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Discussion Starter #1
I am not new to FV but I am having a hard time paying my car with a $32K balance @ $466 a month, hard time as in we have the funds just that's a HUGE chunk.

I am tempted to just give back the car and take a hit on my credit as a voluntary repo but wanted to know if anyone has done this and anything you can advise me on?

On that note, I have great credit 796 and keep thinking even a 50 point hit for giving back my car wouldn't be so bad, I don't plan on getting more credit or even buy a house and figured I want to cut costs and be an at home wife, that this would lessen the burden of my husband having to pay off the car (which is in my name only). AND if anything and I could be a stay at home wife, that I could get a job locally part-time without the need for a car.

Idea, thoughts, advice?
 
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Hi Tracy! Nice to see you back. :) I can answer this one first hand. You may not remember me but when the crash of 2008 hit before we filed bankruptcy in 2010 we also had a brand new ( first one either of us had ever had ) vehicle. When the crash hit and we had to let it go in Feb of 2009 we owed about the same amount you are talking about. Here's a few things to think about before you do this. And I know this first hand. Experience.

Credit score will take more than a 50 point drop for repo. It WILL go back up at some point but figure on more than 50 points.

Next. Voluntary doesn't mean jack crap. Repo is repo.

Now for the bad news. Your vehicle will undoubtedly go to an auction house. Before they do this they put new tires and fix anything majorly wrong with it. This will go on the owed amount. There's also charges such as towing blah blah blah. ALL tacked onto the amount owed at the time. So instead of $32,000 it'll be probably more like $33 to $35,000.

Now after it sells you'll still owe the difference of the balance of what was owed and what it sold for. Say by the time it was done with tires and such the balance was $35,000... and it sells for $15,000 ( remember it's an auction and people look at it as a "yard sale") you would still owe the finance company $20,000. And they WILL bill for it. It'll go to collections if not paid. And there the fun starts as the loan is sold over and over.

Please don't think it will go for big money at the auction and you'd only owe a very few thousand. Most of these cars go to a used car lot and they expect to buy cheap enough to make a big profit.

We paid payments on the repoed vehicle from March 2009 till March 2010 and took them down in the bankruptcy otherwise we'd probably still be making the payments.

So you surrender the vehicle but you're still going to be paying on it for a long long time.

Advice... if you're wanting to stay home cut back somewhere and pay extra on principal. You said stay home and get a part time job. Then use that part time job to make the payment. You also said you have the money to pay it off but don't want to use it to do that. Maybe use part of what you have and make a huge dent in it and refinance it and keep working putting every dime you can toward the principal at that point then maybe build the savings back up before you quit. Get out pen and paper and go over what you can do at this time and set a goal.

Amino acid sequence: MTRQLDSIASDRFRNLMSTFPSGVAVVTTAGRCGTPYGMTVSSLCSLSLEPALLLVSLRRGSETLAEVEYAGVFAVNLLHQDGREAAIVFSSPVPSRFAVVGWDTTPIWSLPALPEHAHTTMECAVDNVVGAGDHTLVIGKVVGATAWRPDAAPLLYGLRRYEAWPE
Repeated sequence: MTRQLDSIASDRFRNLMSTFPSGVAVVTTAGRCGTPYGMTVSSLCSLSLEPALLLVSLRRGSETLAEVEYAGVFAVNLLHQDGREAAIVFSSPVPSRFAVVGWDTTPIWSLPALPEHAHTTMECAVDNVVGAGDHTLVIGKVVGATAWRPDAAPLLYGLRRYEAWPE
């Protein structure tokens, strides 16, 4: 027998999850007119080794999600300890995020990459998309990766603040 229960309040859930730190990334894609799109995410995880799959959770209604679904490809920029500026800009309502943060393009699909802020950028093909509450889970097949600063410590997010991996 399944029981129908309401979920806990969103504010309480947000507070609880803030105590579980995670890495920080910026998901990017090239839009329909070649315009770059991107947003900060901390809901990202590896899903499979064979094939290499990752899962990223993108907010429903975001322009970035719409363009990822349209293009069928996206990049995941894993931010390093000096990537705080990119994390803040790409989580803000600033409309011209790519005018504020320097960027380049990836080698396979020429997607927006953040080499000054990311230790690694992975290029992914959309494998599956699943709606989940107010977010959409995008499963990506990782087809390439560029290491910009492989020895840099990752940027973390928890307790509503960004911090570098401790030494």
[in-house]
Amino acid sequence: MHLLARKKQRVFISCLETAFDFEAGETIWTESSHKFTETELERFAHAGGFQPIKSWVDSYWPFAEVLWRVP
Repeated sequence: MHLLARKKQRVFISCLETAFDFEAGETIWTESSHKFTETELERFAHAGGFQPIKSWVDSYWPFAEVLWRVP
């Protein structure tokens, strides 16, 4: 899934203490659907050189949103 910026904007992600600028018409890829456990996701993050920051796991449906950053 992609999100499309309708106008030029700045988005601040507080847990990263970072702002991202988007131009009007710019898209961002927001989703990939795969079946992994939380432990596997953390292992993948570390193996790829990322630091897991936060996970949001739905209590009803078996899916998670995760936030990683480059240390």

I would NOT let it go back with that money sitting in the bank. It WILL come back and bite you in the a$$.
 

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Discussion Starter #3
Thanks for the advice, I did read about having to pay what the balance will be after it sells super cheap, so in the meantime, I will just keep the car, get a part-time job and in the midst, sell our houses (2) and use some of the profits to pay off the car and other debt we owe. Just to clarify I do have a full-time job but it takes away from the things I love such as my home, animals, family and just me time. I just am not happy there even though the pay is good and don't think they will allow me to go part time since I am the asst. manager which requires full time.

I appreciate that breakdown, made me see things in a new light actually.
 
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what about if you sold the car yourself?
I bought a pickup that way. The seller advertised it, I responded. I made an offer and we agreed on a price. The seller set up a meeting with his lender and the 3 of us met. I wrote a check to the lender, they signed over the truck and gave me the keys and title. Then the lender set up a new personal loan for the seller (to make up the shortfall). The whole thing went pretty smooth.
 

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Tracy-welcome back. And what were you thinking!lol not my business. I'd see if I could sell for close to whats owed. You can look up the blue book,minus any repairs and calculate what you would lose at auction from Repo. Pretty sure selling it yourself would win. Just make sure to include the lender. And yes to everything Niko said esp. the credit hit. I lost 80 points when A Target balance went 3 mo. unpaid (being billed to the wrong email!).
 

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Hi Tracy, good to see you!
 

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Discussion Starter #9
For now I am keeping the car and will figure a way to keep it, I have excellent credit and do NOT want that to change, I worked hard to get back to good standing (as many of you know). I will continue the search for a decent paying PT job but until them stay where I am and try to save up money until I do find something else.

P.S. Thanks for all the welcome backs!
 
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